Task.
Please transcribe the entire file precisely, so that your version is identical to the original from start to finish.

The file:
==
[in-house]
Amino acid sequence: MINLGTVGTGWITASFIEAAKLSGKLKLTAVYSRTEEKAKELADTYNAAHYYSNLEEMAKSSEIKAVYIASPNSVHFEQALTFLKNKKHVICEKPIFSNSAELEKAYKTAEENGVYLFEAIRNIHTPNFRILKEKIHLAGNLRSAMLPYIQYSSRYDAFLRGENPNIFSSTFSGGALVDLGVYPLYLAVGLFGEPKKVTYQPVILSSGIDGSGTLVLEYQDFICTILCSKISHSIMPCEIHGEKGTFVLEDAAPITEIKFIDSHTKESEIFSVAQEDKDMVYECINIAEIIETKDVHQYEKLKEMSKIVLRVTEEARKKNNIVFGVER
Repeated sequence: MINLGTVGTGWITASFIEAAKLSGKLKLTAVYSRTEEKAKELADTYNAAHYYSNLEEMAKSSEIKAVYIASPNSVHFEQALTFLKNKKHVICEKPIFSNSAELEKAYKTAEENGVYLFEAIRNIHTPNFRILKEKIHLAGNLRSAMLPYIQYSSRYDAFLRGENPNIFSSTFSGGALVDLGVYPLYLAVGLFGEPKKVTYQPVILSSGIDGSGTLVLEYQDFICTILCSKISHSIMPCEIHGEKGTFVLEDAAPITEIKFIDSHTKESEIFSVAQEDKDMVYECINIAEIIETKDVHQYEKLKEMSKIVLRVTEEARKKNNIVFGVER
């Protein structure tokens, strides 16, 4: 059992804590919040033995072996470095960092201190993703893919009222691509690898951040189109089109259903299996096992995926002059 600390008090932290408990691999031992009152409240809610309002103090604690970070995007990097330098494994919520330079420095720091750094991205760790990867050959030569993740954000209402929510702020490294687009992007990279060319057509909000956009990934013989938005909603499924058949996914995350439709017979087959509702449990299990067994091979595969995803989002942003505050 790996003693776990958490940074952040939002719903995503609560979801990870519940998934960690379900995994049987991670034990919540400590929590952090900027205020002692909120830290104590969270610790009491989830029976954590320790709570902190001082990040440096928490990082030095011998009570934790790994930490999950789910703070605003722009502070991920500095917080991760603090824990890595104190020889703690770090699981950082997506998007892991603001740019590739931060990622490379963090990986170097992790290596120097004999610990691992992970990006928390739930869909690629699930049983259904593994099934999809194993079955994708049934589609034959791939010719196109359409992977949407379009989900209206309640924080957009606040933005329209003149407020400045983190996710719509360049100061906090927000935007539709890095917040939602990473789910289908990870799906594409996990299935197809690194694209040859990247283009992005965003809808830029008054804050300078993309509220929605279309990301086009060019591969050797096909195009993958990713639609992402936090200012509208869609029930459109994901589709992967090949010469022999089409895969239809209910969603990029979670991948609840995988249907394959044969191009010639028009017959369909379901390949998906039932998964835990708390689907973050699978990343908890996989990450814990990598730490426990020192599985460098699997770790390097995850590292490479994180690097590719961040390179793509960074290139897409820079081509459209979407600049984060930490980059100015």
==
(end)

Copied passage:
[in-house]
Amino acid sequence: MINLGTVGTGWITASFIEAAKLSGKLKLTAVYSRTEEKAKELADTYNAAHYYSNLEEMAKSSEIKAVYIASPNSVHFEQALTFLKNKKHVICEKPIFSNSAELEKAYKTAEENGVYLFEAIRNIHTPNFRILKEKIHLAGNLRSAMLPYIQYSSRYDAFLRGENPNIFSSTFSGGALVDLGVYPLYLAVGLFGEPKKVTYQPVILSSGIDGSGTLVLEYQDFICTILCSKISHSIMPCEIHGEKGTFVLEDAAPITEIKFIDSHTKESEIFSVAQEDKDMVYECINIAEIIETKDVHQYEKLKEMSKIVLRVTEEARKKNNIVFGVER
Repeated sequence: MINLGTVGTGWITASFIEAAKLSGKLKLTAVYSRTEEKAKELADTYNAAHYYSNLEEMAKSSEIKAVYIASPNSVHFEQALTFLKNKKHVICEKPIFSNSAELEKAYKTAEENGVYLFEAIRNIHTPNFRILKEKIHLAGNLRSAMLPYIQYSSRYDAFLRGENPNIFSSTFSGGALVDLGVYPLYLAVGLFGEPKKVTYQPVILSSGIDGSGTLVLEYQDFICTILCSKISHSIMPCEIHGEKGTFVLEDAAPITEIKFIDSHTKESEIFSVAQEDKDMVYECINIAEIIETKDVHQYEKLKEMSKIVLRVTEEARKKNNIVFGVER
């Protein structure tokens, strides 16, 4: 059992804590919040033995072996470095960092201190993703893919009222691509690898951040189109089109259903299996096992995926002059 600390008090932290408990691999031992009152409240809610309002103090604690970070995007990097330098494994919520330079420095720091750094991205760790990867050959030569993740954000209402929510702020490294687009992007990279060319057509909000956009990934013989938005909603499924058949996914995350439709017979087959509702449990299990067994091979595969995803989002942003505050 790996003693776990958490940074952040939002719903995503609560979801990870519940998934960690379900995994049987991670034990919540400590929590952090900027205020002692909120830290104590969270610790009491989830029976954590320790709570902190001082990040440096928490990082030095011998009570934790790994930490999950789910703070605003722009502070991920500095917080991760603090824990890595104190020889703690770090699981950082997506998007892991603001740019590739931060990622490379963090990986170097992790290596120097004999610990691992992970990006928390739930869909690629699930049983259904593994099934999809194993079955994708049934589609034959791939010719196109359409992977949407379009989900209206309640924080957009606040933005329209003149407020400045983190996710719509360049100061906090927000935007539709890095917040939602990473789910289908990870799906594409996990299935197809690194694209040859990247283009992005965003809808830029008054804050300078993309509220929605279309990301086009060019591969050797096909195009993958990713639609992402936090200012509208869609029930459109994901589709992967090949010469022999089409895969239809209910969603990029979670991948609840995988249907394959044969191009010639028009017959369909379901390949998906039932998964835990708390689907973050699978990343908890996989990450814990990598730490426990020192599985460098699997770790390097995850590292490479994180690097590719961040390179793509960074290139897409820079081509459209979407600049984060930490980059100015």